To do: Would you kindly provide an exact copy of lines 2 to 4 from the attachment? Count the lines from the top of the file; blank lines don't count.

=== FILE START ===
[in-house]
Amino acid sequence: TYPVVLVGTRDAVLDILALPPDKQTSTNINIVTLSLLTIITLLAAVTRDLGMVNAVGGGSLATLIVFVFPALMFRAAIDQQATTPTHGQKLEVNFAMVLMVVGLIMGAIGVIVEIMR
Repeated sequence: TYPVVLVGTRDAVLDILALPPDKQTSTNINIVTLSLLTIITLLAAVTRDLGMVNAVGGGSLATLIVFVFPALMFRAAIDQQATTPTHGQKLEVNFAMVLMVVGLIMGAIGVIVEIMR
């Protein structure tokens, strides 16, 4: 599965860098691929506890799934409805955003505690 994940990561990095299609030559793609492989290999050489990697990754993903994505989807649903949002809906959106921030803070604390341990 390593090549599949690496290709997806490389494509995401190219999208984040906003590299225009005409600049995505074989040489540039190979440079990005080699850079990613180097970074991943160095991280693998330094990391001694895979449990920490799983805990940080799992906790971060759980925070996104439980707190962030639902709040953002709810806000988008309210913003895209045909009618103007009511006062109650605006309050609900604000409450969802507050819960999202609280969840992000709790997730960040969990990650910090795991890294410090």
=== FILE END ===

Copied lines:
Amino acid sequence: TYPVVLVGTRDAVLDILALPPDKQTSTNINIVTLSLLTIITLLAAVTRDLGMVNAVGGGSLATLIVFVFPALMFRAAIDQQATTPTHGQKLEVNFAMVLMVVGLIMGAIGVIVEIMR
Repeated sequence: TYPVVLVGTRDAVLDILALPPDKQTSTNINIVTLSLLTIITLLAAVTRDLGMVNAVGGGSLATLIVFVFPALMFRAAIDQQATTPTHGQKLEVNFAMVLMVVGLIMGAIGVIVEIMR
């Protein structure tokens, strides 16, 4: 599965860098691929506890799934409805955003505690 994940990561990095299609030559793609492989290999050489990697990754993903994505989807649903949002809906959106921030803070604390341990 390593090549599949690496290709997806490389494509995401190219999208984040906003590299225009005409600049995505074989040489540039190979440079990005080699850079990613180097970074991943160095991280693998330094990391001694895979449990920490799983805990940080799992906790971060759980925070996104439980707190962030639902709040953002709810806000988008309210913003895209045909009618103007009511006062109650605006309050609900604000409450969802507050819960999202609280969840992000709790997730960040969990990650910090795991890294410090």